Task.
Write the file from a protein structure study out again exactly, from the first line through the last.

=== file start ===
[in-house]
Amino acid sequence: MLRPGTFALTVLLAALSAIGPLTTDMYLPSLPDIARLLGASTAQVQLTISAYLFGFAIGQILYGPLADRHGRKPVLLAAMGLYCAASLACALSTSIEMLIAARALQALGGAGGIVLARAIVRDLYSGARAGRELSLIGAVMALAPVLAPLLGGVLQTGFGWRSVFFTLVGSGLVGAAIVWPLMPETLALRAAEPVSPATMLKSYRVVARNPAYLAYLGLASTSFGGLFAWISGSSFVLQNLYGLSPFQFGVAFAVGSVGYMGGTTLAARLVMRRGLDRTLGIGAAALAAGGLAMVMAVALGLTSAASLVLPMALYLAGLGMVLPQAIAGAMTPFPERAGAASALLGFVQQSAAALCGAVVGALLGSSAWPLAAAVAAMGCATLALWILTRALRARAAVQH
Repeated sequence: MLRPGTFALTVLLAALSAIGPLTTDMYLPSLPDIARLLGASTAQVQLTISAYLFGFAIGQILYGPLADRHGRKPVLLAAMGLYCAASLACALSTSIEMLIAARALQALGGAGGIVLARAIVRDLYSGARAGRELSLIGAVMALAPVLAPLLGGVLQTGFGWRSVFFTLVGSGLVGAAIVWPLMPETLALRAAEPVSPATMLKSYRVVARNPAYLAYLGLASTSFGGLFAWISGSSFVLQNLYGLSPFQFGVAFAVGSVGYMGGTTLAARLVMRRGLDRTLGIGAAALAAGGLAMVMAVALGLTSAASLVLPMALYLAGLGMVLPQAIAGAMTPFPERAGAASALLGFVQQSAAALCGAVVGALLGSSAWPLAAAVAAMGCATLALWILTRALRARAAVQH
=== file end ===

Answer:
[in-house]
Amino acid sequence: MLRPGTFALTVLLAALSAIGPLTTDMYLPSLPDIARLLGASTAQVQLTISAYLFGFAIGQILYGPLADRHGRKPVLLAAMGLYCAASLACALSTSIEMLIAARALQALGGAGGIVLARAIVRDLYSGARAGRELSLIGAVMALAPVLAPLLGGVLQTGFGWRSVFFTLVGSGLVGAAIVWPLMPETLALRAAEPVSPATMLKSYRVVARNPAYLAYLGLASTSFGGLFAWISGSSFVLQNLYGLSPFQFGVAFAVGSVGYMGGTTLAARLVMRRGLDRTLGIGAAALAAGGLAMVMAVALGLTSAASLVLPMALYLAGLGMVLPQAIAGAMTPFPERAGAASALLGFVQQSAAALCGAVVGALLGSSAWPLAAAVAAMGCATLALWILTRALRARAAVQH
Repeated sequence: MLRPGTFALTVLLAALSAIGPLTTDMYLPSLPDIARLLGASTAQVQLTISAYLFGFAIGQILYGPLADRHGRKPVLLAAMGLYCAASLACALSTSIEMLIAARALQALGGAGGIVLARAIVRDLYSGARAGRELSLIGAVMALAPVLAPLLGGVLQTGFGWRSVFFTLVGSGLVGAAIVWPLMPETLALRAAEPVSPATMLKSYRVVARNPAYLAYLGLASTSFGGLFAWISGSSFVLQNLYGLSPFQFGVAFAVGSVGYMGGTTLAARLVMRRGLDRTLGIGAAALAAGGLAMVMAVALGLTSAASLVLPMALYLAGLGMVLPQAIAGAMTPFPERAGAASALLGFVQQSAAALCGAVVGALLGSSAWPLAAAVAAMGCATLALWILTRALRARAAVQH